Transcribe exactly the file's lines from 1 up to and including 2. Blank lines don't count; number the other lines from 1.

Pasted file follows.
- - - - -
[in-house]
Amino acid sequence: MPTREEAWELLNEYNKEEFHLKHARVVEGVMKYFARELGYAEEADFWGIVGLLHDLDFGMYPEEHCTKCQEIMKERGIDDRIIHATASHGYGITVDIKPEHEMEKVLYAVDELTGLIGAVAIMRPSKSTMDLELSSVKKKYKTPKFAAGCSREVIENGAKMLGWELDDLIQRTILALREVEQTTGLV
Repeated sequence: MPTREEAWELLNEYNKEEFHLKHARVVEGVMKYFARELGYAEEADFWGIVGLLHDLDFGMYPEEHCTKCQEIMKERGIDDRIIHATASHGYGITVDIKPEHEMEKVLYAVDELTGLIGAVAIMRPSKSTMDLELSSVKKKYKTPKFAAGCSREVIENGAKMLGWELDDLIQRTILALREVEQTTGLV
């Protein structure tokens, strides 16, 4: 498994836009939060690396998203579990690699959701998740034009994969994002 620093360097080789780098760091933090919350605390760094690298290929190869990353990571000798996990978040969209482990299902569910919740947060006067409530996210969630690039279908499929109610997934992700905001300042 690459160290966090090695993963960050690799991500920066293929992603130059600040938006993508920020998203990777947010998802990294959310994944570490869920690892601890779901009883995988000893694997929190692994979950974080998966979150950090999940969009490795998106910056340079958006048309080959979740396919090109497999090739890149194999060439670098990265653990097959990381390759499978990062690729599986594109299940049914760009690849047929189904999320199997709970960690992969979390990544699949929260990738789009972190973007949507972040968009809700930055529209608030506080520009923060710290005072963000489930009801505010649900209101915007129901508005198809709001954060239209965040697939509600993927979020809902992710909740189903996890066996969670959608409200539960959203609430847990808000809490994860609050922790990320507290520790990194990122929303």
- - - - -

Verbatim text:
[in-house]
Amino acid sequence: MPTREEAWELLNEYNKEEFHLKHARVVEGVMKYFARELGYAEEADFWGIVGLLHDLDFGMYPEEHCTKCQEIMKERGIDDRIIHATASHGYGITVDIKPEHEMEKVLYAVDELTGLIGAVAIMRPSKSTMDLELSSVKKKYKTPKFAAGCSREVIENGAKMLGWELDDLIQRTILALREVEQTTGLV